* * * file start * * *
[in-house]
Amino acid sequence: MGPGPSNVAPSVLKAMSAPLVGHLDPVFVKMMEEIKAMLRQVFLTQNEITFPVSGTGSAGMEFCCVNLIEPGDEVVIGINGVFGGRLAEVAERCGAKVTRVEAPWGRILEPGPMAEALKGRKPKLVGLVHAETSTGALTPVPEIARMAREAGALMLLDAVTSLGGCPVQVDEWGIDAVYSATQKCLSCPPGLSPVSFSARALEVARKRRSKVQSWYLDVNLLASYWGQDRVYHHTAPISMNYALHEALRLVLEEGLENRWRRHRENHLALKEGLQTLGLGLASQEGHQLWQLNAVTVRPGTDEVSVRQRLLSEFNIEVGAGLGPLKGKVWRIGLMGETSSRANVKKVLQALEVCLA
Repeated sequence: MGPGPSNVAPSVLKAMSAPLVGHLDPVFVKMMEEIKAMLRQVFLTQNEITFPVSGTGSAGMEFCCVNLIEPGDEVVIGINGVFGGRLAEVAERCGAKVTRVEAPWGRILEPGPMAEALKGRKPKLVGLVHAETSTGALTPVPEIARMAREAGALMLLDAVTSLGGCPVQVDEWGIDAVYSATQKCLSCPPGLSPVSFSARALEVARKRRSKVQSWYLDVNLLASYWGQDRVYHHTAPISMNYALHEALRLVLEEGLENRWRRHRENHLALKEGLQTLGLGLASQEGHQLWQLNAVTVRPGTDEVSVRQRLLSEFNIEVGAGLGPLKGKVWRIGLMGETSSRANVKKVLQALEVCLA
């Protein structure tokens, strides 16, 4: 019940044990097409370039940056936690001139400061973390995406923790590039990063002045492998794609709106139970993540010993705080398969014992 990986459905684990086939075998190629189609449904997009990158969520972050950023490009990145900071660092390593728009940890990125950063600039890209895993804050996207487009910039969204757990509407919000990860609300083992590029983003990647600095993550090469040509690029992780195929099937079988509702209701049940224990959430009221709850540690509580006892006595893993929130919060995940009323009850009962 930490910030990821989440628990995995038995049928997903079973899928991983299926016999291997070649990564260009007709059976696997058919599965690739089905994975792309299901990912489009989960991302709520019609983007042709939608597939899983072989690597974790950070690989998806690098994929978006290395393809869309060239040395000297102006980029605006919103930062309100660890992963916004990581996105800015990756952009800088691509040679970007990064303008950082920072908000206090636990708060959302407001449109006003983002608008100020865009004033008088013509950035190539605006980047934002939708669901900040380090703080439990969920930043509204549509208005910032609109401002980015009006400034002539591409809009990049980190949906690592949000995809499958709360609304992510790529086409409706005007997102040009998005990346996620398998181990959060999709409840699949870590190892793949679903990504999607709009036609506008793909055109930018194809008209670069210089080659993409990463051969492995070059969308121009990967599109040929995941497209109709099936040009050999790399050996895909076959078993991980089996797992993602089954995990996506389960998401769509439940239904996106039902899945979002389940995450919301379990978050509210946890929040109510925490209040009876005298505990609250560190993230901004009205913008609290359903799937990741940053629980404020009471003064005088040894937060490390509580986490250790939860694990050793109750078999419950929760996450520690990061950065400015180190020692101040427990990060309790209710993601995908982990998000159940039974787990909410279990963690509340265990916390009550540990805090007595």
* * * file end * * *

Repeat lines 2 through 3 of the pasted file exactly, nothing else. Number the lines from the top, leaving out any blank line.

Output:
Amino acid sequence: MGPGPSNVAPSVLKAMSAPLVGHLDPVFVKMMEEIKAMLRQVFLTQNEITFPVSGTGSAGMEFCCVNLIEPGDEVVIGINGVFGGRLAEVAERCGAKVTRVEAPWGRILEPGPMAEALKGRKPKLVGLVHAETSTGALTPVPEIARMAREAGALMLLDAVTSLGGCPVQVDEWGIDAVYSATQKCLSCPPGLSPVSFSARALEVARKRRSKVQSWYLDVNLLASYWGQDRVYHHTAPISMNYALHEALRLVLEEGLENRWRRHRENHLALKEGLQTLGLGLASQEGHQLWQLNAVTVRPGTDEVSVRQRLLSEFNIEVGAGLGPLKGKVWRIGLMGETSSRANVKKVLQALEVCLA
Repeated sequence: MGPGPSNVAPSVLKAMSAPLVGHLDPVFVKMMEEIKAMLRQVFLTQNEITFPVSGTGSAGMEFCCVNLIEPGDEVVIGINGVFGGRLAEVAERCGAKVTRVEAPWGRILEPGPMAEALKGRKPKLVGLVHAETSTGALTPVPEIARMAREAGALMLLDAVTSLGGCPVQVDEWGIDAVYSATQKCLSCPPGLSPVSFSARALEVARKRRSKVQSWYLDVNLLASYWGQDRVYHHTAPISMNYALHEALRLVLEEGLENRWRRHRENHLALKEGLQTLGLGLASQEGHQLWQLNAVTVRPGTDEVSVRQRLLSEFNIEVGAGLGPLKGKVWRIGLMGETSSRANVKKVLQALEVCLA